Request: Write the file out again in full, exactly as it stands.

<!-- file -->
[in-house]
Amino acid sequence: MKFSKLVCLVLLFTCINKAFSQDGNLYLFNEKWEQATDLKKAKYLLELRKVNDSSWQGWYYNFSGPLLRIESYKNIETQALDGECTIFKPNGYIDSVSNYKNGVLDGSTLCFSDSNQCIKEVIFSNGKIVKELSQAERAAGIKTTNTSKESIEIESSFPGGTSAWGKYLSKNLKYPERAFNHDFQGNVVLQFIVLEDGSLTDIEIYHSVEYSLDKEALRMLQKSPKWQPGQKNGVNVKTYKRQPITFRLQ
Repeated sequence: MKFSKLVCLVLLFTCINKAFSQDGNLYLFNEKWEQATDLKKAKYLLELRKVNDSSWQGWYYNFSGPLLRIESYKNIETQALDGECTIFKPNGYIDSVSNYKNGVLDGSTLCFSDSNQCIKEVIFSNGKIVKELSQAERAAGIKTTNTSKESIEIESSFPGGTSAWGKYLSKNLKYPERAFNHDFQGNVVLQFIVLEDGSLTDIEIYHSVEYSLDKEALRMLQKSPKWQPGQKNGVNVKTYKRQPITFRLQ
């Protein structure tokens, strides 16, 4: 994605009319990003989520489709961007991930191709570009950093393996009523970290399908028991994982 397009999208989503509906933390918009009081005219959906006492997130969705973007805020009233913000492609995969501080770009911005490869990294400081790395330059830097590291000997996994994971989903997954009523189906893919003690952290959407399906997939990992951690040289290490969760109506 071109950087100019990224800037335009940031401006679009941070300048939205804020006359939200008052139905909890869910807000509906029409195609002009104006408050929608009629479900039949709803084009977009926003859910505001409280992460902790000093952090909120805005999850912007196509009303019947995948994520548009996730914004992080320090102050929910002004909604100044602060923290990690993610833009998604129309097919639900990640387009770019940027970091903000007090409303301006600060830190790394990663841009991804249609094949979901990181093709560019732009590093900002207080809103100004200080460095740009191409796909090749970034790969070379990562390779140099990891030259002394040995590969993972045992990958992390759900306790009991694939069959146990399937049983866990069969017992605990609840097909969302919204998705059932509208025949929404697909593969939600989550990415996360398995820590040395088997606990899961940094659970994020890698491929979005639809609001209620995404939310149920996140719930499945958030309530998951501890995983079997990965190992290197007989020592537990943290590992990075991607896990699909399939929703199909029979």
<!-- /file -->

[in-house]
Amino acid sequence: MKFSKLVCLVLLFTCINKAFSQDGNLYLFNEKWEQATDLKKAKYLLELRKVNDSSWQGWYYNFSGPLLRIESYKNIETQALDGECTIFKPNGYIDSVSNYKNGVLDGSTLCFSDSNQCIKEVIFSNGKIVKELSQAERAAGIKTTNTSKESIEIESSFPGGTSAWGKYLSKNLKYPERAFNHDFQGNVVLQFIVLEDGSLTDIEIYHSVEYSLDKEALRMLQKSPKWQPGQKNGVNVKTYKRQPITFRLQ
Repeated sequence: MKFSKLVCLVLLFTCINKAFSQDGNLYLFNEKWEQATDLKKAKYLLELRKVNDSSWQGWYYNFSGPLLRIESYKNIETQALDGECTIFKPNGYIDSVSNYKNGVLDGSTLCFSDSNQCIKEVIFSNGKIVKELSQAERAAGIKTTNTSKESIEIESSFPGGTSAWGKYLSKNLKYPERAFNHDFQGNVVLQFIVLEDGSLTDIEIYHSVEYSLDKEALRMLQKSPKWQPGQKNGVNVKTYKRQPITFRLQ
């Protein structure tokens, strides 16, 4: 994605009319990003989520489709961007991930191709570009950093393996009523970290399908028991994982 397009999208989503509906933390918009009081005219959906006492997130969705973007805020009233913000492609995969501080770009911005490869990294400081790395330059830097590291000997996994994971989903997954009523189906893919003690952290959407399906997939990992951690040289290490969760109506 071109950087100019990224800037335009940031401006679009941070300048939205804020006359939200008052139905909890869910807000509906029409195609002009104006408050929608009629479900039949709803084009977009926003859910505001409280992460902790000093952090909120805005999850912007196509009303019947995948994520548009996730914004992080320090102050929910002004909604100044602060923290990690993610833009998604129309097919639900990640387009770019940027970091903000007090409303301006600060830190790394990663841009991804249609094949979901990181093709560019732009590093900002207080809103100004200080460095740009191409796909090749970034790969070379990562390779140099990891030259002394040995590969993972045992990958992390759900306790009991694939069959146990399937049983866990069969017992605990609840097909969302919204998705059932509208025949929404697909593969939600989550990415996360398995820590040395088997606990899961940094659970994020890698491929979005639809609001209620995404939310149920996140719930499945958030309530998951501890995983079997990965190992290197007989020592537990943290590992990075991607896990699909399939929703199909029979």